A more effective system of evaluating teachers is needed whether or not we assign teachers to different roles within the system but will be even more important if we do attempt to reorganize teaching staffs along the lines described above. Teacher evaluations are presently done in a very superficial manner in most schools. Evaluations are typically conducted by administrators who visit the class- room briefly and infrequently to observe the teacher. The key components of a more comprehensive evaluation system are competency testing, student evaluations of teachers, and effective utilization and interpretation of data from the standardized tests administered to students.
A reasonable amount of general knowledge and a thorough knowledge of a particular subject area are necessary, but not sufficient, qualifications to be a good teacher. Civil service exams are given for many government jobs and some states already require potential teachers to pass a competency test. Teachers should not be hired unless they are able to demonstrate a reasonable level of both general knowledge, and subject matter knowledge. A standardized test can pro- vide an objective basis for prospective teachers to demonstrate competency, but we must remember that recognition and recall of facts are the lowest order think- ing skills. It is much more difficult to evaluate the less tangible talents that are critical to providing effective instruction. Evaluations of a teacher’s ability to select appropriate resources, communicate effectively, and lead a discussion are more subjective. The reliability of evaluations of these skills can be made more objective by including as many individuals as possible in the evaluation process.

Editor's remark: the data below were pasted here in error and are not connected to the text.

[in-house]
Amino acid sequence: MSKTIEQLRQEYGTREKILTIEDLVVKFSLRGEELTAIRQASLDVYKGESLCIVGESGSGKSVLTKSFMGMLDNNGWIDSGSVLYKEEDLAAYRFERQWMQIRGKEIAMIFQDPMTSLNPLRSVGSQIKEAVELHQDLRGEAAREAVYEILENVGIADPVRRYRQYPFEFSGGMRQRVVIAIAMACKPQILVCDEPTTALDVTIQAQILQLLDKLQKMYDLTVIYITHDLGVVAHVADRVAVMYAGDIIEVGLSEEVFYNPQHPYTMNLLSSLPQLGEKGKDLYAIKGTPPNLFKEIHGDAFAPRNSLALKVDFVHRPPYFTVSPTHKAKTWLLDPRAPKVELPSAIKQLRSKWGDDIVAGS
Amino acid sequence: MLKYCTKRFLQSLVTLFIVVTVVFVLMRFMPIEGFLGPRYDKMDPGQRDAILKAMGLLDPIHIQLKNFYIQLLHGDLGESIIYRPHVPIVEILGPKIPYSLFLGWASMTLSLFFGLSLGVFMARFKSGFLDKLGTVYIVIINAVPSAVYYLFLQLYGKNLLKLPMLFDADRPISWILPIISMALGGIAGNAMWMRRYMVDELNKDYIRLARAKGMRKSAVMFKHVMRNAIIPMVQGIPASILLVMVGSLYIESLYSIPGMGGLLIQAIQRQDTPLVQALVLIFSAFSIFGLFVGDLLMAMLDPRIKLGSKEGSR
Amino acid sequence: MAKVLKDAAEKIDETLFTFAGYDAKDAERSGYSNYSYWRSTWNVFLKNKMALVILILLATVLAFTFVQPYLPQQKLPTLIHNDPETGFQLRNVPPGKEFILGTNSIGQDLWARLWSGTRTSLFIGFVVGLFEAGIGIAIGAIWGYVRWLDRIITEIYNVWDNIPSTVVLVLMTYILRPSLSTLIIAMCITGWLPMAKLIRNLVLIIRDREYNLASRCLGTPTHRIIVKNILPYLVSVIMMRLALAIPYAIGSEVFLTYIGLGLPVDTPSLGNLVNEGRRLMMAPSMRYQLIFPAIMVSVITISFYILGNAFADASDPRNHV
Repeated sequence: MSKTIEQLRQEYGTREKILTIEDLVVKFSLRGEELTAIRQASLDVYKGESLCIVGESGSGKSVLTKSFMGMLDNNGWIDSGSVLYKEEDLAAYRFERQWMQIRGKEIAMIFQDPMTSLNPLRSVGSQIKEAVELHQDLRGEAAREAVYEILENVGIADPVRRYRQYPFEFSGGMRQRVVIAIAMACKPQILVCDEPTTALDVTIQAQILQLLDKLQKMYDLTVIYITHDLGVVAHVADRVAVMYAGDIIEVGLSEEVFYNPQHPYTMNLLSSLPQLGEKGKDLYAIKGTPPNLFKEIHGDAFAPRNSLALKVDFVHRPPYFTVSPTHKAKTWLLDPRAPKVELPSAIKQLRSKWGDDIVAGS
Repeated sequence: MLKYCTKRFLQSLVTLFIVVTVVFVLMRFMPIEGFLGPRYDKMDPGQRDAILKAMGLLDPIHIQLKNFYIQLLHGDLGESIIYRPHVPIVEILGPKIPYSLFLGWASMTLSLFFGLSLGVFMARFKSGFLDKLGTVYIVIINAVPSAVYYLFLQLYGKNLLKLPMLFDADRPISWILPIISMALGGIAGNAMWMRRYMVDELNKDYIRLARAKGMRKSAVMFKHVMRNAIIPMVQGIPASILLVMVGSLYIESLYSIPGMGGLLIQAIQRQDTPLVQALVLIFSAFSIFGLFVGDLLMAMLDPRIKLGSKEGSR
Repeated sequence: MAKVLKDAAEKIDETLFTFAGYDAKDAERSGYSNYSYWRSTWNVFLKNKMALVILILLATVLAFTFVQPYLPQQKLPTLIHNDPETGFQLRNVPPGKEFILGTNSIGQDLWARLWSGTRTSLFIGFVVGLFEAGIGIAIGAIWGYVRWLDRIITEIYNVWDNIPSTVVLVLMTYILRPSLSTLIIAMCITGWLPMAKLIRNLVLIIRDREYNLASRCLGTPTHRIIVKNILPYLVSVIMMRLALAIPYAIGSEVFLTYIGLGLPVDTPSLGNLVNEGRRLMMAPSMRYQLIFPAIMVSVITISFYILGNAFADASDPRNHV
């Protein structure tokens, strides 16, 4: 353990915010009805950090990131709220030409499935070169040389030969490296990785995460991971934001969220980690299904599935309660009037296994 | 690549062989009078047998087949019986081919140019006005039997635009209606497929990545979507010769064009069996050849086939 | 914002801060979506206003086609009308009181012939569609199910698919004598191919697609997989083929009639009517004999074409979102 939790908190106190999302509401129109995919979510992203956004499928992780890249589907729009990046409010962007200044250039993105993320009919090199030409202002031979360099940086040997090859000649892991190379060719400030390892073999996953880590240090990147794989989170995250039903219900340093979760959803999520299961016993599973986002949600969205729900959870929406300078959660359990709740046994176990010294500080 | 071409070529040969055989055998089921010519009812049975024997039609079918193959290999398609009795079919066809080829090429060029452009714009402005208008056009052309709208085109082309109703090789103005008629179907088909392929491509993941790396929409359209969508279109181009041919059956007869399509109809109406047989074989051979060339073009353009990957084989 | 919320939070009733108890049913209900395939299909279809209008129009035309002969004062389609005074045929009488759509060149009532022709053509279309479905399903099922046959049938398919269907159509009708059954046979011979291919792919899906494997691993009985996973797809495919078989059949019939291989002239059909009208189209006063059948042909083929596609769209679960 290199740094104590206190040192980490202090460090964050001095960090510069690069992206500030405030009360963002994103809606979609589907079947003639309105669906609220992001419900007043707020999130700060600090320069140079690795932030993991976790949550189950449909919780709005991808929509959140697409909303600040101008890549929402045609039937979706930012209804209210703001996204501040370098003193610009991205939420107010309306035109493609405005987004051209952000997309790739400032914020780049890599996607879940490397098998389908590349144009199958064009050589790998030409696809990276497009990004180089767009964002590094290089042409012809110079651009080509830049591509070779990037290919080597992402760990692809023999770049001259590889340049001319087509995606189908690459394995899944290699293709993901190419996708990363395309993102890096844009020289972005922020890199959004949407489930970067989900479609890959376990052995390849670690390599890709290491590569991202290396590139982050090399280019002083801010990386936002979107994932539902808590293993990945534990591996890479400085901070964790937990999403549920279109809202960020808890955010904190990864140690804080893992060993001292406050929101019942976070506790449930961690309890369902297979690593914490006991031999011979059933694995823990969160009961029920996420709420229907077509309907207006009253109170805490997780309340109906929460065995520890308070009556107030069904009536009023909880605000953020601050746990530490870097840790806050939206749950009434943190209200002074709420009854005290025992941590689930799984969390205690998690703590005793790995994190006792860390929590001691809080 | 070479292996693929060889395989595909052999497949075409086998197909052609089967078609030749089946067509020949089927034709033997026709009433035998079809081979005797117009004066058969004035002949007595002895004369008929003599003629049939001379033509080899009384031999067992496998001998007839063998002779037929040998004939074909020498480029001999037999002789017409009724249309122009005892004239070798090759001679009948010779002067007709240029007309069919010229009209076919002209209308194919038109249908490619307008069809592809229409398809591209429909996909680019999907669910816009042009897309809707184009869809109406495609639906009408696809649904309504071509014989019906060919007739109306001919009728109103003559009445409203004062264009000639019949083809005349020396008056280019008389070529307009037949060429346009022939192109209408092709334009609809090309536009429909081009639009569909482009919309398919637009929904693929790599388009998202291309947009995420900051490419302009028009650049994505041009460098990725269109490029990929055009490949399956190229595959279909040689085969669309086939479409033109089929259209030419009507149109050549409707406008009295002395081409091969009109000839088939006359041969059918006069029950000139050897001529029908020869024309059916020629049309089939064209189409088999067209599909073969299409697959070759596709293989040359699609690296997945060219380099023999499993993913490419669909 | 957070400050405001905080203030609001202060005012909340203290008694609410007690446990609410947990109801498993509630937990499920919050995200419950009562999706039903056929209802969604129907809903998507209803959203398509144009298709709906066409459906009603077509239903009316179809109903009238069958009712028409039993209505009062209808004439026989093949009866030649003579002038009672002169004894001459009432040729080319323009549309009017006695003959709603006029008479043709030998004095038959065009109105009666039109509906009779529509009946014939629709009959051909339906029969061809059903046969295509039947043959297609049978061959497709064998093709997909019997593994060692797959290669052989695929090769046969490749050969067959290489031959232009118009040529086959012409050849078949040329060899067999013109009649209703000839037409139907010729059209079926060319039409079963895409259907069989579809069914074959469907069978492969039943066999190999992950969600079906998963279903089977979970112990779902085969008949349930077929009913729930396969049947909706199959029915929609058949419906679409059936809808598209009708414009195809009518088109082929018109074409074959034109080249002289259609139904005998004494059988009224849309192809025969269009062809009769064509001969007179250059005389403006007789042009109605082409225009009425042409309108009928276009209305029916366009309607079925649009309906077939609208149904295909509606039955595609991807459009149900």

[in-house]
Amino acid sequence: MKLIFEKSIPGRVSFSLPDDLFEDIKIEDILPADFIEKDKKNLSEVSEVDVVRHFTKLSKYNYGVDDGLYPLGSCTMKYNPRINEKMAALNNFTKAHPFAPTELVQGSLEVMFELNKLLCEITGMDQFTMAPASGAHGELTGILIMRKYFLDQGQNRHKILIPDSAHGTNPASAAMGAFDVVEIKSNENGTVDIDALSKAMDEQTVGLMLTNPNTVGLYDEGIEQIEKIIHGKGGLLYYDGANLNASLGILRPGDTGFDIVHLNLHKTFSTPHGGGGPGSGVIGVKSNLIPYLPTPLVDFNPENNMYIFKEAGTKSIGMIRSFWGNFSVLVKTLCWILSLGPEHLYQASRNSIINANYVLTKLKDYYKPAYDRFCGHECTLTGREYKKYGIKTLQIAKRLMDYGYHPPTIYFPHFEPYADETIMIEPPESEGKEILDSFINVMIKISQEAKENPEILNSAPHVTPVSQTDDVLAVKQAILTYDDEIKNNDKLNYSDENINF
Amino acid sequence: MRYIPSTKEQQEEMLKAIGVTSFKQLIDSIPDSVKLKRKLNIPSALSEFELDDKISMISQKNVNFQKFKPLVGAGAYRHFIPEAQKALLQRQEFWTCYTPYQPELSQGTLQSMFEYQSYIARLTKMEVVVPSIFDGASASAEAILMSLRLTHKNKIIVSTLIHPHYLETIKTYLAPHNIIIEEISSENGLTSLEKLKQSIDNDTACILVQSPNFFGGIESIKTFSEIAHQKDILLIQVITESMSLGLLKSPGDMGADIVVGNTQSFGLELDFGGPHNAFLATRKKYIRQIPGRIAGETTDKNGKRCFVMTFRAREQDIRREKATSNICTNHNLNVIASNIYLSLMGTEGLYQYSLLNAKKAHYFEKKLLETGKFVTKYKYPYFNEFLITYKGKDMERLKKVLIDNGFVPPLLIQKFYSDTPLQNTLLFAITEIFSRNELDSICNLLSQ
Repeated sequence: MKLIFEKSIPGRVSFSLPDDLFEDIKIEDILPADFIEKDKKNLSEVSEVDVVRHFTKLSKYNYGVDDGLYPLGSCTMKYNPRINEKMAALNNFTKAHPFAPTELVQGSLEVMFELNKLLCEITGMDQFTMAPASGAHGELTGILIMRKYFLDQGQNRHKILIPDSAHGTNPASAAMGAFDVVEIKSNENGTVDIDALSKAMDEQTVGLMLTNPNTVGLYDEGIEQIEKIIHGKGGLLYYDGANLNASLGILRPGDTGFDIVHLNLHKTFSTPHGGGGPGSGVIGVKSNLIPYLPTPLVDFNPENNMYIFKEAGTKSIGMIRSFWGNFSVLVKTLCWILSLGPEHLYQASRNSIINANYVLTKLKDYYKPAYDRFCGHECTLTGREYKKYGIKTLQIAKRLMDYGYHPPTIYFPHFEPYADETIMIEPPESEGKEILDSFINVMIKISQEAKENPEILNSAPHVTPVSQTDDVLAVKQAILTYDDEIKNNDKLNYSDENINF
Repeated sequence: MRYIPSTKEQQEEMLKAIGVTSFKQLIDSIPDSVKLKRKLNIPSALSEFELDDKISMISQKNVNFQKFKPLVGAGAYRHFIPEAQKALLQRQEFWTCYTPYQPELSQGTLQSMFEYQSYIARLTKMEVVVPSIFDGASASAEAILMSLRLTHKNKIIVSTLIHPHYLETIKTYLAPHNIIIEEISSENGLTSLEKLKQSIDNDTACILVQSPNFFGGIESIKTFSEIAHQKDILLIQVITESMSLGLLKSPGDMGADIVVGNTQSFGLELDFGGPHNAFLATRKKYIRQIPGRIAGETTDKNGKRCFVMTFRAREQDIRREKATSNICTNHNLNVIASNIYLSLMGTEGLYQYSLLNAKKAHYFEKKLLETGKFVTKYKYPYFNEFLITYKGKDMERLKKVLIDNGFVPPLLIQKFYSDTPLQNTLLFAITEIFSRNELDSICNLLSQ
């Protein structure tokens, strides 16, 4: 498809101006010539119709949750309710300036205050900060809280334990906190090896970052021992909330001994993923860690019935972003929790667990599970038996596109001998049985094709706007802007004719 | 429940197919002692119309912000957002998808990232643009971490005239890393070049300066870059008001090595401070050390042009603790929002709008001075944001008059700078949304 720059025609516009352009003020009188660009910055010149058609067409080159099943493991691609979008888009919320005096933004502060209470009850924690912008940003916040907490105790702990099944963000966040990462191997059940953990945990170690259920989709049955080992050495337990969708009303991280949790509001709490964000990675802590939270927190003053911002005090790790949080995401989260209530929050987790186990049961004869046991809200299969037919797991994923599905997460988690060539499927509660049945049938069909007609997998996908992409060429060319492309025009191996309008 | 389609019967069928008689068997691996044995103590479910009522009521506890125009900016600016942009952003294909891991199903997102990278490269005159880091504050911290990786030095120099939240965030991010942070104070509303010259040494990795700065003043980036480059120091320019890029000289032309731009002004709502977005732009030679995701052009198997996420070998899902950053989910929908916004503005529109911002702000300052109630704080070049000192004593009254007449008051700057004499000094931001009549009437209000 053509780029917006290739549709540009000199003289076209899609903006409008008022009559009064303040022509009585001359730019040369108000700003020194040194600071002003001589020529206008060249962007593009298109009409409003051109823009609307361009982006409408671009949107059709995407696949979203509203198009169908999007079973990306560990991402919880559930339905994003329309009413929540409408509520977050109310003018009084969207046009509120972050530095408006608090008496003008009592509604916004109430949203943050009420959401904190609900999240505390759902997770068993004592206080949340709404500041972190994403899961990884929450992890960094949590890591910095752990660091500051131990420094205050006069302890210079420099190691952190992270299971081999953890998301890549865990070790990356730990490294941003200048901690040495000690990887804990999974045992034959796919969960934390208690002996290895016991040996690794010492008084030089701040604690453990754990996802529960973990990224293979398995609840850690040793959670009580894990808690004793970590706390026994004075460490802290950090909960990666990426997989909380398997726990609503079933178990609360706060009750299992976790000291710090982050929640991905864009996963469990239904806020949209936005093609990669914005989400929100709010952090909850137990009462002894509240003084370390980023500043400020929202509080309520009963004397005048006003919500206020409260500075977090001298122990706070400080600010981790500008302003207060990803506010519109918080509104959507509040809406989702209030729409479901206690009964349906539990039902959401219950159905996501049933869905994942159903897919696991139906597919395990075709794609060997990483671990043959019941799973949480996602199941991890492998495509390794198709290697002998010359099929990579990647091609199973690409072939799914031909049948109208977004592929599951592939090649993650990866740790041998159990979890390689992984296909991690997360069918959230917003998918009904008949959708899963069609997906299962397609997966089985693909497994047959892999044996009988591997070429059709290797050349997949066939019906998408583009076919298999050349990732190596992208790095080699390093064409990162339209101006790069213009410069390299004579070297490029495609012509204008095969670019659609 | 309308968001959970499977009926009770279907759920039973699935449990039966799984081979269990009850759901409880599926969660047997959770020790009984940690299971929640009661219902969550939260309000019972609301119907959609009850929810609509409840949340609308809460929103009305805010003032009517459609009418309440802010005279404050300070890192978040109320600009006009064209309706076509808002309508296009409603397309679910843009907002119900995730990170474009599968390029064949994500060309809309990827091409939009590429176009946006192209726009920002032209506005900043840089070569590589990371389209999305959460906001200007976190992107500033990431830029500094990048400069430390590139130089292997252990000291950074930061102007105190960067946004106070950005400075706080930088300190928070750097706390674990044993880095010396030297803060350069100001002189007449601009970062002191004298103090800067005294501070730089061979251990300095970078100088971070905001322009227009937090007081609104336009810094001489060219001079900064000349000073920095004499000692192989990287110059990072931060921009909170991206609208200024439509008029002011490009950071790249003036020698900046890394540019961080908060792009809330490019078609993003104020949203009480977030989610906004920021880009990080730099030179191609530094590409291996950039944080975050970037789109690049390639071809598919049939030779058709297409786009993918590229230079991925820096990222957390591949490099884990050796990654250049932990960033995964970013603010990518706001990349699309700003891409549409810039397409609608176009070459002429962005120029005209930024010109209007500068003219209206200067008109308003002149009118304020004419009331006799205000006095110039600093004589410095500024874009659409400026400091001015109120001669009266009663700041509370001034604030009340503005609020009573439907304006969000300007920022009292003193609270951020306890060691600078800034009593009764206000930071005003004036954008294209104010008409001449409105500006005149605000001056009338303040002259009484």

The simplest and most cost-effective way to increase the number of people involved in the evaluation of teachers would be to include students and teachers in the process. Students spend more time with a teacher than anybody else. Many administrators already solicit input from students regarding the performance of teachers. This source of information should be formally included in the evaluation process by means of a well-designed survey. Teachers could also serve on committees on a rotating basis to conduct peer evaluations. A sufficient amount of release time should be provided to allow for lengthy and frequent observations, as well as opportunities for the teachers involved to discuss what they have observed, both among themselves and with the teacher being evaluated. These visits would present a valuable learning opportunity to all of the teachers involved.
Standardized competency tests, student evaluations, and assessments by other teachers would all induce some degree of anxiety in most teachers. Every effort should be made to reduce the level of concern. Incompetent teachers should be weeded out before being hired, or within the first year or two of teaching. The concept of tenure should be retained to safeguard academic freedom and healthy experimentation. The primary purpose of these various evaluation tools should be to foster the development of teaching skills.
The most effective evaluation system of all would be to allow students to choose their teachers. If teacher-assigned grades were replaced by course-specific standardized testing, there would be no incentive for students to select a teacher because of a reputation for inflating grades or being “easy.” There would, in fact, be a strong incentive for students to select the teachers who could help them master course-related objectives most effectively. Incompetent teachers would find themselves teaching to empty classrooms. That would provide a clear signal that the teacher involved should seek further training or consider changing careers.